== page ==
Non-Celiac Wheat Sensitivity: It Exists
Gryphon Myers recently graduated from UC Berkeley with a degree in interdisciplinary studies, research emphasis in art, society and technology. He is a lifelong vegetarian, an organic, local and GMO-free food enthusiast and a high fructose corn syrup abstainer. He currently lives in Northern California.View all articles by Gryphon Myers
Celiac.com 09/03/2012 - Celiac disease numbers in Western countries are currently somewhere in the 1:100 range, but this does not account for a host of non-celiac gluten intolerant people. For many, it is common knowledge that gluten and wheat intolerance manifests in a variety of forms, and not all of them are diagnosable as celiac disease. This has not prevented scientific circles from debating the existence of such non-celiac wheat sensitivities though. A Double-blind placebo-controlled study spanning 2001-2011 demonstrates that wheat sensitivity exists as a distinct clinical condition, separate from celiac disease.
Many who go to their doctors seeking a celiac disease diagnosis are disappointed when they are told that they do not have celiac disease, but the more catch-all, and less conclusive IBS, even though they have self-diagnosed and know that gluten aggravates their symptoms. Such IBS-diagnosed patients who attended the outpatient center at the Department of Internal Medicine at the University Hospital of Palermo or the Department of Internal Medicine of the Hospital of Sciacca between January 2001 and June 2011 were considered for the study.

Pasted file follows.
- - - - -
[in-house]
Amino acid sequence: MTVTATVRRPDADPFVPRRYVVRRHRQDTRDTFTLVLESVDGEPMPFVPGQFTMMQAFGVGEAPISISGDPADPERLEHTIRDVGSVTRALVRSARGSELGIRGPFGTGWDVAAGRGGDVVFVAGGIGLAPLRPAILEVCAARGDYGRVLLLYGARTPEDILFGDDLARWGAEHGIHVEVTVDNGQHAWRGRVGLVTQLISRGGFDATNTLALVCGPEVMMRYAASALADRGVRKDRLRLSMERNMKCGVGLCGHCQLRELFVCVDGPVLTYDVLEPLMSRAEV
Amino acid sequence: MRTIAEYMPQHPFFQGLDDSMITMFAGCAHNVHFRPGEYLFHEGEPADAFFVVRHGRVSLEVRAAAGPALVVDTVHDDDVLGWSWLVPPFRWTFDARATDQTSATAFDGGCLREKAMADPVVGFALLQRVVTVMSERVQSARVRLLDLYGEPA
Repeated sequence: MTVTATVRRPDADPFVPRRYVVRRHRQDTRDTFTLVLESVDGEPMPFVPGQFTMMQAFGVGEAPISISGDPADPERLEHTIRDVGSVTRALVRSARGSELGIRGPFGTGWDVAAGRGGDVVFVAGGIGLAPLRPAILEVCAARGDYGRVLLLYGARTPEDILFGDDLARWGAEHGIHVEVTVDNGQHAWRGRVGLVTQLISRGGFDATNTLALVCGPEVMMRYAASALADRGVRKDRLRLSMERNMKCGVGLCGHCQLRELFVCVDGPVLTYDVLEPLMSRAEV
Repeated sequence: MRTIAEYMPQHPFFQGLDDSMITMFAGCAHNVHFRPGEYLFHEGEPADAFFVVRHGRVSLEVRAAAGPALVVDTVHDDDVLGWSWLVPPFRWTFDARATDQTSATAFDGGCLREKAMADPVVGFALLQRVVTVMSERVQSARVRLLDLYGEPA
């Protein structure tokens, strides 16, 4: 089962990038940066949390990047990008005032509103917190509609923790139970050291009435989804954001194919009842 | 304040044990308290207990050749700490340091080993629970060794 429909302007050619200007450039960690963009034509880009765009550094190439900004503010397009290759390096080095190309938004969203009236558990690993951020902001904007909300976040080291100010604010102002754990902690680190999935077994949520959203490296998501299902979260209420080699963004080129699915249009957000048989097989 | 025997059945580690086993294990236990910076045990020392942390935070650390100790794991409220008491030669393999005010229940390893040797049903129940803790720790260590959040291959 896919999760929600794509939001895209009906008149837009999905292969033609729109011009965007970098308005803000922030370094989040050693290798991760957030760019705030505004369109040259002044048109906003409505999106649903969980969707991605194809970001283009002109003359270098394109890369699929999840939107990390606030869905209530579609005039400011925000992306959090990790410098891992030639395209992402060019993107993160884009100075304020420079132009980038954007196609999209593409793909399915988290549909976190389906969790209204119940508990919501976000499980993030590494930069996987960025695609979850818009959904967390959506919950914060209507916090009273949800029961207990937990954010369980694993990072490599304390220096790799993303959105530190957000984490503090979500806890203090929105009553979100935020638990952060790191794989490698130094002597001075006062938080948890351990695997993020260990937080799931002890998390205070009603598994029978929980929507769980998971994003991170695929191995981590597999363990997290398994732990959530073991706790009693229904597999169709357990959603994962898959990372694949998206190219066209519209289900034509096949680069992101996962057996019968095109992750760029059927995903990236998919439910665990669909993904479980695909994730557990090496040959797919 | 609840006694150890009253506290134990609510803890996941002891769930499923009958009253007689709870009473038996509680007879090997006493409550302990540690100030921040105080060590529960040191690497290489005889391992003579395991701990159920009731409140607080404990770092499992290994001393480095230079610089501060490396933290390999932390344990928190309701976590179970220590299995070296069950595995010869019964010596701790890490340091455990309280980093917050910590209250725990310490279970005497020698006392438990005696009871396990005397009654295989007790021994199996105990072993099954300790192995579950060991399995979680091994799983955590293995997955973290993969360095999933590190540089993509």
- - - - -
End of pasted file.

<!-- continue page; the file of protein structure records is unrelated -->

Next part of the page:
After a number of diagnostic inclusion and exclusion criteria were applied, 920 patients were invited to participate in the study. Patients were monitored for 2-4 weeks while on a 30g minimum wheat-containing diet, then put on a standard elimination diet (no wheat, cow's milk, eggs, tomatoes or chocolate). Any further known food sensitivities were avoided as well.
After 4 weeks on the elimination diet, patients underwent double-blind placebo-controlled challenges, with single foods being presented at a time. Placebo and wheat (or other eliminated food) were administered for two weeks at a time, one after the other with a one week washout period in between.
Severity of symptoms was recorded during all phases of the study. Challenges were stopped if symptoms presented, and considered positive if the symptoms were the same symptoms originally diagnosed as IBS.
There were two control groups: 50 patients with IBS who were not classified as suffering from wheat or food sensitivities, and 100 patients who had received celiac disease diagnoses.
Of the 920 participants, 276 (30%) suffered wheat sensitivity symptoms, became asymptomatic on elimination diet and symptomatic again during the DBPC challenge. 70 of these patients were diagnosed with wheat sensitivity alone, and two hundred and six were diagnosed with multiple food hypersensitivity. The first group of patients' symptoms resembled celiac disease, whereas the patients in the second group had symptoms that more closely resembled food allergy.
Relevant markers to distinguish wheat sensitivity from IBS include Anemia, weight loss and history of food allergy in infancy. Wheat sensitive patients also tended to have more coexistent atopic diseases.
From this study, we know that non-celiac wheat sensitivity exists. Further studies will explore the distinction between the celiac-like and allergy-like types of the condition.
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